FDA's System-based Approach to Inspections as Reflected in the Warning Letters

GMP News No. 329

GMP News
21 July 2003

FDA'sSystem-based Approach to Inspections
as Reflected in the Warning Letters

Since February 2002, the FDA has been following a new inspection approachthat aims at conducting and evaluating inspections with regard to specificsystems. In doing so, the Agency distinguishes between the followingsystems:
  • Quality System
  • Facilities and Equipment System
  • Materials System
  • Production System
  • Packaging and Labeling System
  • Laboratory Control System

The idea underlying this approach is that deficiencies in one systemwill affect all other systems as well.

Therefore, these systems are not congruent with the subparts B - K of21 CFR 211.

As an example, we will have a look at the "Quality System."One can assign the following paragraphs of the CFR 211 subparts to theindividual parts of the quality system:

Failure Investigations

211.22 ("Responsibilities of quality control unit")

Training / Qualification

211.25 ("Personnel qualifications")

Validation / Computer

211.68 ("Automatic, mechanical, and electronicequipment")


211.89 / 110 ("Rejected Components, drug product containers,and closures"/ "Sampling and testing of in-processmaterials and drug products")

Validation / Manufacturing

211.110 ("Sampling and testing of in-process materials anddrug products")

Change Control

211.100 / 160 ("Written procedures; deviations" /"Lab controls - General requirements")

Reprocessing / Rework

211.115 ("Reprocessing")

Quarantine Products

211.142 ("Warehousing procedures")

Stability Failures

211.166 ("Stability testing")

Product Reviewers

211.180 ("Records and Reports - General Requirements")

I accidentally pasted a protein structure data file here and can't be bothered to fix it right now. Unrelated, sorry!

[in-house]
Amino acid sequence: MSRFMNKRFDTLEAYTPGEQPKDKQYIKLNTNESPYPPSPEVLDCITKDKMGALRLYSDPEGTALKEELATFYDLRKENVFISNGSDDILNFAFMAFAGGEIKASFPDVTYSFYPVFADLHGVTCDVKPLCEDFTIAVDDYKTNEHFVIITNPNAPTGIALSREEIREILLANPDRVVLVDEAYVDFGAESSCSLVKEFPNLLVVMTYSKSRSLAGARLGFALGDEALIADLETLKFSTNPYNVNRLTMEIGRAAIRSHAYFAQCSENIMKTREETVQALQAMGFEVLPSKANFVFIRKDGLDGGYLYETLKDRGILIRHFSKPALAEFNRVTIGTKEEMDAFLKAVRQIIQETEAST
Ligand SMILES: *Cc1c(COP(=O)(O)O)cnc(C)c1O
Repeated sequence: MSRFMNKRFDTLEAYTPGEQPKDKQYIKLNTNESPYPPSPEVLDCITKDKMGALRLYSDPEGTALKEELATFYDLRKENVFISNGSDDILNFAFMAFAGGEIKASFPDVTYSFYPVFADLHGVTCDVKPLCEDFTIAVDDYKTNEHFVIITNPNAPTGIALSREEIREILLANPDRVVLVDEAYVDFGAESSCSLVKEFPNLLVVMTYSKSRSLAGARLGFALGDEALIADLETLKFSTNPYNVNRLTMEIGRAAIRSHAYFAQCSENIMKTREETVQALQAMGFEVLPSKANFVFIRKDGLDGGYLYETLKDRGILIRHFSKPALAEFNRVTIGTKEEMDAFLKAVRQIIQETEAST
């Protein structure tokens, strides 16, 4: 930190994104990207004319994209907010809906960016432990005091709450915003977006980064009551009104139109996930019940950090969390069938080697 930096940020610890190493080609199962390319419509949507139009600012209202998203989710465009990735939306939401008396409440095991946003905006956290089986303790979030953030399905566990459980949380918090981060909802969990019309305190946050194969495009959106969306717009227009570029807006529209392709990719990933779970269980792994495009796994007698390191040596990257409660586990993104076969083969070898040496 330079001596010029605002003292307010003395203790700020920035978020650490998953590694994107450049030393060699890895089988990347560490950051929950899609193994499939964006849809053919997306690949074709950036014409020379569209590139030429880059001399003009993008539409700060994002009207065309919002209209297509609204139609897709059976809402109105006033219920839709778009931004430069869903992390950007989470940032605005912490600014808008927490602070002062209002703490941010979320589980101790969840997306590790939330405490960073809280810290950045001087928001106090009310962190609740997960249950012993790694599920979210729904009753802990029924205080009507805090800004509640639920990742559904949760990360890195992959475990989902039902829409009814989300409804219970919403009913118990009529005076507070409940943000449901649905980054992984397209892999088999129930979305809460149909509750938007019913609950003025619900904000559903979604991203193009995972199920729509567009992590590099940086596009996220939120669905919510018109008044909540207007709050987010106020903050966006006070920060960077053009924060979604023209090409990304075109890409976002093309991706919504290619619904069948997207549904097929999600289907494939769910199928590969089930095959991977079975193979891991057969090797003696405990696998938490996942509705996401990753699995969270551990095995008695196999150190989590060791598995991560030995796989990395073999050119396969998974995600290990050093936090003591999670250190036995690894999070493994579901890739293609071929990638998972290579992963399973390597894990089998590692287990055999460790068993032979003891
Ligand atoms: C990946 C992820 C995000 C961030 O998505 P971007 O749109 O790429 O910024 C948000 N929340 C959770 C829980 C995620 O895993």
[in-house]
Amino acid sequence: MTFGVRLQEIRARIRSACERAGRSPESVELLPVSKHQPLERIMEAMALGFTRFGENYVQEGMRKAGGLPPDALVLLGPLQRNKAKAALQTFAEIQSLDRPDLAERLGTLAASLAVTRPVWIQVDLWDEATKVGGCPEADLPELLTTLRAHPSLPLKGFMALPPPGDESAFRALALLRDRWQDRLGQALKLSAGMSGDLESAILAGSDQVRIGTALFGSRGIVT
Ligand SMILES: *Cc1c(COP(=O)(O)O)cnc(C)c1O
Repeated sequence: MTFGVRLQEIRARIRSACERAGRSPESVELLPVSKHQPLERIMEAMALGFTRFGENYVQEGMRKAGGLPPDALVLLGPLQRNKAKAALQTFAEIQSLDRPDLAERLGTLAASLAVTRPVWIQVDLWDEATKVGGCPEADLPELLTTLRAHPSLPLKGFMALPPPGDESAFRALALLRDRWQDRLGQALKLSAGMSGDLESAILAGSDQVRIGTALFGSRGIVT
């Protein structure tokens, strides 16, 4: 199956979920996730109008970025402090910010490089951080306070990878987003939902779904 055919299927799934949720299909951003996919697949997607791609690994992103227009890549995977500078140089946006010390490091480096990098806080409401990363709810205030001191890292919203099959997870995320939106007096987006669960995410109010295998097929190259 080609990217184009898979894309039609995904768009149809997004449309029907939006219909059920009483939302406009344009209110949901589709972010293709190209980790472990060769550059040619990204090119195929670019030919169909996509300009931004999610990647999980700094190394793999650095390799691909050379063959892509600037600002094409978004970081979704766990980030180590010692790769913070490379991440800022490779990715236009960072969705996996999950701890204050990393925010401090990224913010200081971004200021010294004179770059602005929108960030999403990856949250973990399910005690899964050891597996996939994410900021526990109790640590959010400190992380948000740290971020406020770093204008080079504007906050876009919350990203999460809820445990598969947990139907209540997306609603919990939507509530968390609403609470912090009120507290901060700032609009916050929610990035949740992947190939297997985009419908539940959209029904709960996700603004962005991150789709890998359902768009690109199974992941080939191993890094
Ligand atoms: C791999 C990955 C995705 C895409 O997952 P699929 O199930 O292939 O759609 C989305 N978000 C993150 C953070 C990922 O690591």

Validation / Lab. Method

211.194 (Laboratory records")

Complaint Files

211.198 ("Complaint Files")

Returns / Salvages

211.204 / 208 ("Returned drug products"/ "Drugproduct salvaging")

The new inspection approach is reflected by the kind and frequency ofthe citations in the Warning Letters issued since February 2002.

Practically all of the CFR paragraphs (except for 211.89; 211.115; 211.204;211.208) appeared with increasing frequency in the Warning Letters issuedafter February 2002, reaching a peak in the second half of 2002.

This trend can be verified quite well with the example of the"Laboratory Controls" system. There was e.g. a rapid increase inthe Warning Letter references to paragraph 211.165 ("Testing and release for distribution")towards the end of 2002. Batch release testing is certainly one of themost important tasks of the QC laboratory, and it is no wonder that theFDA inspectors have more and more often an especially critical look atthis point within the framework of the new inspection approach.

The same is true of 211.166 ("Stability testing"), which isalso more and more frequently referenced in Warning Letters.

Dr Gerhard Becker


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